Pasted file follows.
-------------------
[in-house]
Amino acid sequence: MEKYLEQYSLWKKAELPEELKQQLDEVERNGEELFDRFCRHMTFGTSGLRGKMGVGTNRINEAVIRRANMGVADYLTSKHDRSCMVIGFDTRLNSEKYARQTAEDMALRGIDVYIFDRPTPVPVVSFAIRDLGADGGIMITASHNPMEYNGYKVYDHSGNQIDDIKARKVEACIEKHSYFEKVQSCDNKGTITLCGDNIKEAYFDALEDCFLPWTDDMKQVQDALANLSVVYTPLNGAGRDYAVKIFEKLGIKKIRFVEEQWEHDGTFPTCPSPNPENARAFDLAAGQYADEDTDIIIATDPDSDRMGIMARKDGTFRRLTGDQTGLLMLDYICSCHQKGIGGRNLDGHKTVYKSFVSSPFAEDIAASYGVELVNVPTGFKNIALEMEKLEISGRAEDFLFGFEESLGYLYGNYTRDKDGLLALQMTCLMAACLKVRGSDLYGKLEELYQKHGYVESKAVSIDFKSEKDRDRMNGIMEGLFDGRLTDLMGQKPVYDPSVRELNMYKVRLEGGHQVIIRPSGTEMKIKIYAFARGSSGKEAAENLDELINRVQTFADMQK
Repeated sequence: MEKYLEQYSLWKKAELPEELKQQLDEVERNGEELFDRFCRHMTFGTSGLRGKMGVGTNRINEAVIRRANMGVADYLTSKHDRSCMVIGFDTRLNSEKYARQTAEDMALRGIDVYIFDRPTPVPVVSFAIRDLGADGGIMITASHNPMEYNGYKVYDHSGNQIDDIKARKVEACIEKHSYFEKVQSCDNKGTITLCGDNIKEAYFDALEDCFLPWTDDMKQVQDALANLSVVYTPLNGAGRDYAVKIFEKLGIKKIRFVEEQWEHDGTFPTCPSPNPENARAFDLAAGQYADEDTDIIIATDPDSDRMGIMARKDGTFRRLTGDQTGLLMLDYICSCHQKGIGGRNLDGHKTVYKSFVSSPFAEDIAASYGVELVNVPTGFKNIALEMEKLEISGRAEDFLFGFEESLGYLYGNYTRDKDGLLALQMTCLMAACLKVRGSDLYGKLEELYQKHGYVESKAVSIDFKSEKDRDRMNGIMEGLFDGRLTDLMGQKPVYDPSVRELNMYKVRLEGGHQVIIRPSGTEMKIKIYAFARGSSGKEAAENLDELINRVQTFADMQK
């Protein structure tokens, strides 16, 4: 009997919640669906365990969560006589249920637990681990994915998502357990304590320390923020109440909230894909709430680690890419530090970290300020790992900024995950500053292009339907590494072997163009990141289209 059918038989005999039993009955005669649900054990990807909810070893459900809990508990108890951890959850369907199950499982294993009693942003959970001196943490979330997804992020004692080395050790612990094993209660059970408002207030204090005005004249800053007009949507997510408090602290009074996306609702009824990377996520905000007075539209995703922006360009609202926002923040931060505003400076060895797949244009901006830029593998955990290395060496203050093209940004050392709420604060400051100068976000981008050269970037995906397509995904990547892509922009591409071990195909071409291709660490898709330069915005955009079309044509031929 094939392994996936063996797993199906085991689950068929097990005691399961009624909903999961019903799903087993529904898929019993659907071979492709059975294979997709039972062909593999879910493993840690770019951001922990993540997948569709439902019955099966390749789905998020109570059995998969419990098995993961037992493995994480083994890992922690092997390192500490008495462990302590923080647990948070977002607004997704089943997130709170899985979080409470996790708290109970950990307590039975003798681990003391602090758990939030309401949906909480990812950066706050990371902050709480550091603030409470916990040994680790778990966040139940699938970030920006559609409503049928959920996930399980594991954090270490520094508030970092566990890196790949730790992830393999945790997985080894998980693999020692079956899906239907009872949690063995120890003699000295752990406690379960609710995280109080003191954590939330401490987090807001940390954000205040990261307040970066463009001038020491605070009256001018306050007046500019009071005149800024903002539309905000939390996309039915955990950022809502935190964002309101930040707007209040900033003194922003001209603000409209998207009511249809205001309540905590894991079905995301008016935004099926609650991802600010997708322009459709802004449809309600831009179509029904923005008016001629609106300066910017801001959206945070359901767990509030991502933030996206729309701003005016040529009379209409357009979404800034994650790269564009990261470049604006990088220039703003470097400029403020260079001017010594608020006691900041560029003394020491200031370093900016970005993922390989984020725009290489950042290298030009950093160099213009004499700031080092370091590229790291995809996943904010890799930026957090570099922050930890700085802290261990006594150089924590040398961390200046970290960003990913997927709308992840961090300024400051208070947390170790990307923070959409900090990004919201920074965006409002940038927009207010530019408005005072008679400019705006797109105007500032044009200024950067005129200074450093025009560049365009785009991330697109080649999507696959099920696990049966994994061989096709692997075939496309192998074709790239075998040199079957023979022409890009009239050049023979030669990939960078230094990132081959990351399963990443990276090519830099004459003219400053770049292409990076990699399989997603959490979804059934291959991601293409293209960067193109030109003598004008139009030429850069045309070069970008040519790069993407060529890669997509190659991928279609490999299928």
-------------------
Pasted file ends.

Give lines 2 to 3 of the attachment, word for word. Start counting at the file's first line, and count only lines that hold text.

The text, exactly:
Amino acid sequence: MEKYLEQYSLWKKAELPEELKQQLDEVERNGEELFDRFCRHMTFGTSGLRGKMGVGTNRINEAVIRRANMGVADYLTSKHDRSCMVIGFDTRLNSEKYARQTAEDMALRGIDVYIFDRPTPVPVVSFAIRDLGADGGIMITASHNPMEYNGYKVYDHSGNQIDDIKARKVEACIEKHSYFEKVQSCDNKGTITLCGDNIKEAYFDALEDCFLPWTDDMKQVQDALANLSVVYTPLNGAGRDYAVKIFEKLGIKKIRFVEEQWEHDGTFPTCPSPNPENARAFDLAAGQYADEDTDIIIATDPDSDRMGIMARKDGTFRRLTGDQTGLLMLDYICSCHQKGIGGRNLDGHKTVYKSFVSSPFAEDIAASYGVELVNVPTGFKNIALEMEKLEISGRAEDFLFGFEESLGYLYGNYTRDKDGLLALQMTCLMAACLKVRGSDLYGKLEELYQKHGYVESKAVSIDFKSEKDRDRMNGIMEGLFDGRLTDLMGQKPVYDPSVRELNMYKVRLEGGHQVIIRPSGTEMKIKIYAFARGSSGKEAAENLDELINRVQTFADMQK
Repeated sequence: MEKYLEQYSLWKKAELPEELKQQLDEVERNGEELFDRFCRHMTFGTSGLRGKMGVGTNRINEAVIRRANMGVADYLTSKHDRSCMVIGFDTRLNSEKYARQTAEDMALRGIDVYIFDRPTPVPVVSFAIRDLGADGGIMITASHNPMEYNGYKVYDHSGNQIDDIKARKVEACIEKHSYFEKVQSCDNKGTITLCGDNIKEAYFDALEDCFLPWTDDMKQVQDALANLSVVYTPLNGAGRDYAVKIFEKLGIKKIRFVEEQWEHDGTFPTCPSPNPENARAFDLAAGQYADEDTDIIIATDPDSDRMGIMARKDGTFRRLTGDQTGLLMLDYICSCHQKGIGGRNLDGHKTVYKSFVSSPFAEDIAASYGVELVNVPTGFKNIALEMEKLEISGRAEDFLFGFEESLGYLYGNYTRDKDGLLALQMTCLMAACLKVRGSDLYGKLEELYQKHGYVESKAVSIDFKSEKDRDRMNGIMEGLFDGRLTDLMGQKPVYDPSVRELNMYKVRLEGGHQVIIRPSGTEMKIKIYAFARGSSGKEAAENLDELINRVQTFADMQK